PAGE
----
A third vaccination with a single T cell epitope confers protection in a murine model of SARS-CoV-2 infection.

Citation:
Pardieck, I. N., T. C. van der Sluis, E. T. I. van der Gracht, D. M. B. Veerkamp, F. M. Behr, S. van Duikeren, G. Beyrend, J. Rip, R. Nadafi, E. Beyranvand Nejad, et al., "A third vaccination with a single T cell epitope confers protection in a murine model of SARS-CoV-2 infection.", Nature communications, vol. 13, issue 1, pp. 3966, 2022.

Abstract:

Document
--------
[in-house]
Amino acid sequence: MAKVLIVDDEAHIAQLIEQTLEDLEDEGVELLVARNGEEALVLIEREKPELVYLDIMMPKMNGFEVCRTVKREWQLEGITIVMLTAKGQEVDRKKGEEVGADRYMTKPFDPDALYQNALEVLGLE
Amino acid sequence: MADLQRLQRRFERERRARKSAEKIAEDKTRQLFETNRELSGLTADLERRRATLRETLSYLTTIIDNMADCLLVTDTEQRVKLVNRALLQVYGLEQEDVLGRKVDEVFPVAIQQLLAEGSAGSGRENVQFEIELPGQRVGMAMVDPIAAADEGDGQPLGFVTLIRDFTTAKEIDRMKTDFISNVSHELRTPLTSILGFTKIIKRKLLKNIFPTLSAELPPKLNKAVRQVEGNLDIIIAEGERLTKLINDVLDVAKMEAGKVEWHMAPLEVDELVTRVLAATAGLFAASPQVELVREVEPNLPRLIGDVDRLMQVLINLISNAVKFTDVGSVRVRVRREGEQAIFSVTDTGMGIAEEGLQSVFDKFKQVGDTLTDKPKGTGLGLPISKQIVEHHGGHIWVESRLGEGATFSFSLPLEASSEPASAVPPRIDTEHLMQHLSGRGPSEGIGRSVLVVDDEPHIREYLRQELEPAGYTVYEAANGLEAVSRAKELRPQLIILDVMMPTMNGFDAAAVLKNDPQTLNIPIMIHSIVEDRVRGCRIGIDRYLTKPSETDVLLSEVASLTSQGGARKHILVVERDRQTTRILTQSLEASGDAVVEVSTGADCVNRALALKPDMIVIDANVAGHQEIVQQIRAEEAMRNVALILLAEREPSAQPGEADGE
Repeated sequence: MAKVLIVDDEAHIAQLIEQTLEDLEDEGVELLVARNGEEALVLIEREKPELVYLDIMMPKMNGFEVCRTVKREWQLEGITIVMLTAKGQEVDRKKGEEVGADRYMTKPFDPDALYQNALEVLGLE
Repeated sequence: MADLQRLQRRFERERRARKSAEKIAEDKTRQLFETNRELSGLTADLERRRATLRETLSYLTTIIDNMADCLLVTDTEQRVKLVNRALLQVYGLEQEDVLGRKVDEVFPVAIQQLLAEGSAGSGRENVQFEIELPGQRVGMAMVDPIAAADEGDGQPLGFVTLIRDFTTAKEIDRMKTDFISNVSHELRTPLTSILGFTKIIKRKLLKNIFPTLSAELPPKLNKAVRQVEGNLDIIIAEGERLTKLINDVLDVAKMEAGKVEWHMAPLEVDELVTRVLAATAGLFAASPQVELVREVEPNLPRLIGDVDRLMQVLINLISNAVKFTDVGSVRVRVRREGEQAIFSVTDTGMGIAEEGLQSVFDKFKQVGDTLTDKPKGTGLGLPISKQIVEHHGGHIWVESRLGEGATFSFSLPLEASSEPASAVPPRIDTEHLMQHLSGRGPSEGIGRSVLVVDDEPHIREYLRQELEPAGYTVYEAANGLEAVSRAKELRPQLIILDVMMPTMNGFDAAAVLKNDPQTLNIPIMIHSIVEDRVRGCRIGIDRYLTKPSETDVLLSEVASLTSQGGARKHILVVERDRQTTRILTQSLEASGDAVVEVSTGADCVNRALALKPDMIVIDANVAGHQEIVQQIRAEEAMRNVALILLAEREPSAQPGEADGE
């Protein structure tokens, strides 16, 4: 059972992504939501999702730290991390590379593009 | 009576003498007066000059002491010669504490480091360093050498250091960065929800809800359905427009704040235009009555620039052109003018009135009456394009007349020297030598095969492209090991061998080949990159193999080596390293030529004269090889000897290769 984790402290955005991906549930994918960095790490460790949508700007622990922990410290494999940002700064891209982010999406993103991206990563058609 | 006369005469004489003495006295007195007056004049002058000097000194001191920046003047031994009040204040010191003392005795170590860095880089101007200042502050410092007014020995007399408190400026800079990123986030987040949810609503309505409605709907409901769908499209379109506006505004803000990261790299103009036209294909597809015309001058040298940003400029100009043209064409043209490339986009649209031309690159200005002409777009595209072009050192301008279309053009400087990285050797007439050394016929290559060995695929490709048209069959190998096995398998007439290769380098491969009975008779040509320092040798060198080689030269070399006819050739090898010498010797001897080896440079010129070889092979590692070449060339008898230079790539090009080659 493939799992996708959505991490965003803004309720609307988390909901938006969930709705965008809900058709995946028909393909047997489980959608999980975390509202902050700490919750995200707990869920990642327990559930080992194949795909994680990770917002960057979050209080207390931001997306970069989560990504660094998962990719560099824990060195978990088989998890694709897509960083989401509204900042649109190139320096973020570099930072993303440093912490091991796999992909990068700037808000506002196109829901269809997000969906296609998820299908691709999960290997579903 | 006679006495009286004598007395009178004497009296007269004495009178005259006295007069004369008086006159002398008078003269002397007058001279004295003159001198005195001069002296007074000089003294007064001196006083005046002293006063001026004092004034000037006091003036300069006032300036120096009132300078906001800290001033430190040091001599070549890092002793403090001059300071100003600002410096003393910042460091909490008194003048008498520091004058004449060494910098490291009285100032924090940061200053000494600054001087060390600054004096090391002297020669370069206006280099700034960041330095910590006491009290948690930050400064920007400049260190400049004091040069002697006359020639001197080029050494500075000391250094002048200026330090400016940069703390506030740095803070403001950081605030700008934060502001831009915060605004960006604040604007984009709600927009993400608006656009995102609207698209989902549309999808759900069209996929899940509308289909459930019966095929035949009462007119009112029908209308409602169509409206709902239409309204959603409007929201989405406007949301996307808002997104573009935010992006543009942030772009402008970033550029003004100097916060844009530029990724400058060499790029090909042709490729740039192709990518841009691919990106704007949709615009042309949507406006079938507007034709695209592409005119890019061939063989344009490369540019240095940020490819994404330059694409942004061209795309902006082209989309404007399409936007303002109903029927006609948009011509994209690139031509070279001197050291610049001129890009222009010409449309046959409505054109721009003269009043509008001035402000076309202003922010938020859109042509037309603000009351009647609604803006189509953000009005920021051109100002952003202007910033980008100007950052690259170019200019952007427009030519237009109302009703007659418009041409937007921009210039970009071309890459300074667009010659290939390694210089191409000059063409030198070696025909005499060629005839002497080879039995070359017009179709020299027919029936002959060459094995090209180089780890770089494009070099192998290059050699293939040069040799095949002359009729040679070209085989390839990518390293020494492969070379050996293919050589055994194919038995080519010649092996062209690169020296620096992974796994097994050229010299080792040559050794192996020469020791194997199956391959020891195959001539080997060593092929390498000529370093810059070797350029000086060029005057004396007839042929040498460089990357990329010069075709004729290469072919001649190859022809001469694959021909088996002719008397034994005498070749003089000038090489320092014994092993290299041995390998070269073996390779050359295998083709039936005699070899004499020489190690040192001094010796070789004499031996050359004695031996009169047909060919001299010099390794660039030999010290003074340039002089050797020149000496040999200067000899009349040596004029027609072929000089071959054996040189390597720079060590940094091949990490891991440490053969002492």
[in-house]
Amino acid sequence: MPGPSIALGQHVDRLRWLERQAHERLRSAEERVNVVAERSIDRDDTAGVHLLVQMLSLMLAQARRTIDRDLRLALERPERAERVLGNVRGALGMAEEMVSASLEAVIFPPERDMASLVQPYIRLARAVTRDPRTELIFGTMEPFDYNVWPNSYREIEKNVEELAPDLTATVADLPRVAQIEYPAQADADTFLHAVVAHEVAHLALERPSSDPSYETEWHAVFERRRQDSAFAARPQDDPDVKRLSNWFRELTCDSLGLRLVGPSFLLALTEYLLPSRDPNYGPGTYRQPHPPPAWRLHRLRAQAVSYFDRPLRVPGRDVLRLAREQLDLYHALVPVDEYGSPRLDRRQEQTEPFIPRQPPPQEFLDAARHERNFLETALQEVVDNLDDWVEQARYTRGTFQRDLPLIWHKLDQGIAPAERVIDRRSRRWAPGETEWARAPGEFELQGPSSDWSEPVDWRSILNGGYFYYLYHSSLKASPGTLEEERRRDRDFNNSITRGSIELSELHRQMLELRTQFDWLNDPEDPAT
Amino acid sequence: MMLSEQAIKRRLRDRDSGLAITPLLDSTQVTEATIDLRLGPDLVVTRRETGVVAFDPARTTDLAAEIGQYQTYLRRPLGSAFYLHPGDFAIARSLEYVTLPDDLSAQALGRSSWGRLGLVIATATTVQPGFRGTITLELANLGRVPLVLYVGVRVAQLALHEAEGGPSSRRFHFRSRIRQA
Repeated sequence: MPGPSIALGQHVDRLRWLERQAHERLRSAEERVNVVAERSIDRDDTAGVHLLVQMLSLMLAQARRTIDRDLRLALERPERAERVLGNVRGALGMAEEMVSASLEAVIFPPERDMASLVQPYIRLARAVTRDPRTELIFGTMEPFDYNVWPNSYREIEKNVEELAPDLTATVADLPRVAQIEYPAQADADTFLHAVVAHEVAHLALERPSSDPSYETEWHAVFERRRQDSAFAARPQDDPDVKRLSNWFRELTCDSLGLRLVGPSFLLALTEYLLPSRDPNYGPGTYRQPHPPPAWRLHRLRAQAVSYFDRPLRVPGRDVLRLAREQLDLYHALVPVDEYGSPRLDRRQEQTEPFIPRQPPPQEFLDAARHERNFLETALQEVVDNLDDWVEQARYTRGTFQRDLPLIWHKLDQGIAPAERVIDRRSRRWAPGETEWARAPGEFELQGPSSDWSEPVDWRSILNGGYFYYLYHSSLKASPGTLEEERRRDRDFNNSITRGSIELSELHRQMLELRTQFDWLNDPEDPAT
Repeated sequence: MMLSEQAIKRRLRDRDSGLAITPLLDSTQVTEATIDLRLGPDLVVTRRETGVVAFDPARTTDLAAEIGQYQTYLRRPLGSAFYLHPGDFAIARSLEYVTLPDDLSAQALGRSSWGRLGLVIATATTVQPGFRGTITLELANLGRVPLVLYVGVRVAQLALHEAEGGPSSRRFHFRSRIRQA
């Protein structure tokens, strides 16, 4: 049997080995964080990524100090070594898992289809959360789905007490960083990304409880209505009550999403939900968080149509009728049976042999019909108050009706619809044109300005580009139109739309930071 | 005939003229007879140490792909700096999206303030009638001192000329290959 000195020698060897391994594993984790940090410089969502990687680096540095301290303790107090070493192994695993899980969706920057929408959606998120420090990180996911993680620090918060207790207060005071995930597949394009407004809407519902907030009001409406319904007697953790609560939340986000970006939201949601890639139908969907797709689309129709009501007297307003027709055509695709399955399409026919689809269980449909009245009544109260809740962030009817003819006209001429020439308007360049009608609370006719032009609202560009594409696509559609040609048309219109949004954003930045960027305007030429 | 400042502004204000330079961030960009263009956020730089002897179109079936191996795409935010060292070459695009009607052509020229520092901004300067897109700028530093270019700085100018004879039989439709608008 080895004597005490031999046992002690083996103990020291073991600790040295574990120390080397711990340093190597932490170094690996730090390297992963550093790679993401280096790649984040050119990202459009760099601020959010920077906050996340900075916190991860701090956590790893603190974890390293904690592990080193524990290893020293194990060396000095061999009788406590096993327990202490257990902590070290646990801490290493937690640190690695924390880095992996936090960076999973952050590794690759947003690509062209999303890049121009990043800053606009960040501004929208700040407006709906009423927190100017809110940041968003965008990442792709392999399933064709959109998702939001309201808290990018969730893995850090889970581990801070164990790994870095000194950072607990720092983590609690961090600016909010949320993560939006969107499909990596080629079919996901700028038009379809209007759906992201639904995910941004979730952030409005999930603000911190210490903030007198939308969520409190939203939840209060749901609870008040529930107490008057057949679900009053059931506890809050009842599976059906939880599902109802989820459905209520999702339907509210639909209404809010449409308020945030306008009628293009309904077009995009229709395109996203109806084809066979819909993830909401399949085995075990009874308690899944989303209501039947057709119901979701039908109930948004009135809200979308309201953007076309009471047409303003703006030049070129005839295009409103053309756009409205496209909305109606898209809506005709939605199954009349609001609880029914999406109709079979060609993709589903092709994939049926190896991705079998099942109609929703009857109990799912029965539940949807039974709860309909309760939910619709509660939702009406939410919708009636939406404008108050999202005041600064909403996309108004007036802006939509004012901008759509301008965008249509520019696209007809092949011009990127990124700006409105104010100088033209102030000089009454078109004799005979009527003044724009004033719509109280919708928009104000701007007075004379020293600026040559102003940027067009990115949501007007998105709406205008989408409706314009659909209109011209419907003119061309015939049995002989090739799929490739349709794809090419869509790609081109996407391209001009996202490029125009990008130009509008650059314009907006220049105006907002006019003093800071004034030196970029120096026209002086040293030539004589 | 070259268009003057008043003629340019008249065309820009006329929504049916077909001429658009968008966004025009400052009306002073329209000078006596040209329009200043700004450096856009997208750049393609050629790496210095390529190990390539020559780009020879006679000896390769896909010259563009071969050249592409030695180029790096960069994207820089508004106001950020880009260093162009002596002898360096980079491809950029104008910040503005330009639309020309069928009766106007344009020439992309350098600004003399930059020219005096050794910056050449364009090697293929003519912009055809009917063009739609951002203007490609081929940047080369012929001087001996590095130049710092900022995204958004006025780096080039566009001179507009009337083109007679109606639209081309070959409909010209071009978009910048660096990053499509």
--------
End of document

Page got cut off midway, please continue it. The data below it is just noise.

Understanding the mechanisms and impact of booster vaccinations are essential in the design and delivery of vaccination programs. Here we show that a three dose regimen of a synthetic peptide vaccine elicits an accruing CD8 T cell response against one SARS-CoV-2 Spike epitope. We see protection against lethal SARS-CoV-2 infection in the K18-hACE2 transgenic mouse model in the absence of neutralizing antibodies, but two dose approaches are insufficient to confer protection. The third vaccine dose of the single T cell epitope peptide results in superior generation of effector-memory T cells and tissue-resident memory T cells, and these tertiary vaccine-specific CD8 T cells are characterized by enhanced polyfunctional cytokine production. Moreover, fate mapping shows that a substantial fraction of the tertiary CD8 effector-memory T cells develop from re-migrated tissue-resident memory T cells. Thus, repeated booster vaccinations quantitatively and qualitatively improve the CD8 T cell response leading to protection against otherwise lethal SARS-CoV-2 infection.

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